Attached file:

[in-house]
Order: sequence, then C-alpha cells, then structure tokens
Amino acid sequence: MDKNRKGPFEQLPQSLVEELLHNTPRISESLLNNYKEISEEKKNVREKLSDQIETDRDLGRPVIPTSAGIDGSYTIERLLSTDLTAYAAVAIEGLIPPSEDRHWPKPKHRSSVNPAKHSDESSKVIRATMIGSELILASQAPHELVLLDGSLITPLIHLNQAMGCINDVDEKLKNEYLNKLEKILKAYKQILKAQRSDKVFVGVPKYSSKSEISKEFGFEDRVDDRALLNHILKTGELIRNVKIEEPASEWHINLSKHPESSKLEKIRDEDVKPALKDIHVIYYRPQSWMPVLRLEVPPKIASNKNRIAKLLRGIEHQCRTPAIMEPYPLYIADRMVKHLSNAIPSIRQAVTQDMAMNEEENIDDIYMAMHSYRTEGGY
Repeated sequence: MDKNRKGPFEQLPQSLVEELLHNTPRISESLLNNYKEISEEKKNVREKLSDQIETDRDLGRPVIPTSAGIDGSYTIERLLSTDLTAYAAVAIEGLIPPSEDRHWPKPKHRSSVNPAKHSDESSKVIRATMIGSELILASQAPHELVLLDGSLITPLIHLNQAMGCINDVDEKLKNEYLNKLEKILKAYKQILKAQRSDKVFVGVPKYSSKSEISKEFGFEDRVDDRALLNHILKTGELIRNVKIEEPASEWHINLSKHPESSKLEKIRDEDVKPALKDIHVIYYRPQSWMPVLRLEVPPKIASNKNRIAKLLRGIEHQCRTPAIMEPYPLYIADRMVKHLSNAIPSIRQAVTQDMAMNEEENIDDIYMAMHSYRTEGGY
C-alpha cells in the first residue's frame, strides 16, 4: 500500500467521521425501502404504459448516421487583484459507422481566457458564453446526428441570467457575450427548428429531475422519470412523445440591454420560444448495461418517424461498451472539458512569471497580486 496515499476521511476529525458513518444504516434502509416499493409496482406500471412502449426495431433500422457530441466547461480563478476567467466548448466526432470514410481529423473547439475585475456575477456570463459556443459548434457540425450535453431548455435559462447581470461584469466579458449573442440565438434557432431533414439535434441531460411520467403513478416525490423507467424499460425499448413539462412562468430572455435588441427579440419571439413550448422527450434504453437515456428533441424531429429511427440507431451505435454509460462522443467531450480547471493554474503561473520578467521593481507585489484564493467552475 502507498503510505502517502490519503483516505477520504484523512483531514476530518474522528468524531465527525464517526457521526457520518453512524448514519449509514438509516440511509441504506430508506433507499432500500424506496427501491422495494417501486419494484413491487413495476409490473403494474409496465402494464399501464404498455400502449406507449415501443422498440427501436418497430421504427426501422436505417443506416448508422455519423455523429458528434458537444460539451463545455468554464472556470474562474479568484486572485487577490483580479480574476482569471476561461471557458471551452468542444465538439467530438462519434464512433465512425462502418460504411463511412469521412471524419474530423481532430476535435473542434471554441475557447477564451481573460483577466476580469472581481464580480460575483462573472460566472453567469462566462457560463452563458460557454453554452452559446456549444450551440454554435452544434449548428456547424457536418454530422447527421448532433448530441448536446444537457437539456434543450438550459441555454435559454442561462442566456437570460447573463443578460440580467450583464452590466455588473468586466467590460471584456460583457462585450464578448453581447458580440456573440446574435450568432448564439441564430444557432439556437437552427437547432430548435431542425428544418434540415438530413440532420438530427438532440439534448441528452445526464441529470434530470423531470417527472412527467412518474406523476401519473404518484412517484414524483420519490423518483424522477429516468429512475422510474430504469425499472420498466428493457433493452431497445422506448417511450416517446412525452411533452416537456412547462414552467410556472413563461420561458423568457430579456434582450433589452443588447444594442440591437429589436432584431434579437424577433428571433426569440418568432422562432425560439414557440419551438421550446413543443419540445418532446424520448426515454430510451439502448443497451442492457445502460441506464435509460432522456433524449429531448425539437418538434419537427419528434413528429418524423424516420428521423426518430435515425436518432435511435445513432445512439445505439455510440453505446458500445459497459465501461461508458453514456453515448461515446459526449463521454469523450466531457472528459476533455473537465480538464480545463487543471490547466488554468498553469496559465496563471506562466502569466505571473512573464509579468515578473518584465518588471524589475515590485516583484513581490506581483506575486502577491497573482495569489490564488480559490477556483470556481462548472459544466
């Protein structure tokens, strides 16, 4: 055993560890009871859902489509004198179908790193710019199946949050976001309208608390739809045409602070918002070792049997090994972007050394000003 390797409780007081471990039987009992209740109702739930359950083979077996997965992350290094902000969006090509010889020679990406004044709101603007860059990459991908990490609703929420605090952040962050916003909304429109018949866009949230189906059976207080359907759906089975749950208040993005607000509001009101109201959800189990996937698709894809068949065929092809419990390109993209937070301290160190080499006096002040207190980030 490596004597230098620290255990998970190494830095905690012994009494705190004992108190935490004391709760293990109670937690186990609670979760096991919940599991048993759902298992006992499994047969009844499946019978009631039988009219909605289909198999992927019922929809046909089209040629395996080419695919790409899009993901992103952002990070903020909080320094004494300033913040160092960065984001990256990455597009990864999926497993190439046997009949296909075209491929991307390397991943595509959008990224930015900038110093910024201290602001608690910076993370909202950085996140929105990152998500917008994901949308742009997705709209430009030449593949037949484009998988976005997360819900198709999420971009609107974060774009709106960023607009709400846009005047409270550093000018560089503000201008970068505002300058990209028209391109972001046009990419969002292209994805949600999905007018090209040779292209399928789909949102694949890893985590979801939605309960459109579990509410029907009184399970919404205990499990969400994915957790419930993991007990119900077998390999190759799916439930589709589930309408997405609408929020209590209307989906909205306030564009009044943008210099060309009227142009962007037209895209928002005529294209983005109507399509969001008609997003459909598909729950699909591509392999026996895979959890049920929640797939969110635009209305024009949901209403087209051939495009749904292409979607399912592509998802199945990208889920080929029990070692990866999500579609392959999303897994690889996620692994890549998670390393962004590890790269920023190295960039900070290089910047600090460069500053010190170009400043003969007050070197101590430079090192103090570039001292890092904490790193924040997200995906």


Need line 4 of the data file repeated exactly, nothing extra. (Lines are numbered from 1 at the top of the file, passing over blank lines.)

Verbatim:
Repeated sequence: MDKNRKGPFEQLPQSLVEELLHNTPRISESLLNNYKEISEEKKNVREKLSDQIETDRDLGRPVIPTSAGIDGSYTIERLLSTDLTAYAAVAIEGLIPPSEDRHWPKPKHRSSVNPAKHSDESSKVIRATMIGSELILASQAPHELVLLDGSLITPLIHLNQAMGCINDVDEKLKNEYLNKLEKILKAYKQILKAQRSDKVFVGVPKYSSKSEISKEFGFEDRVDDRALLNHILKTGELIRNVKIEEPASEWHINLSKHPESSKLEKIRDEDVKPALKDIHVIYYRPQSWMPVLRLEVPPKIASNKNRIAKLLRGIEHQCRTPAIMEPYPLYIADRMVKHLSNAIPSIRQAVTQDMAMNEEENIDDIYMAMHSYRTEGGY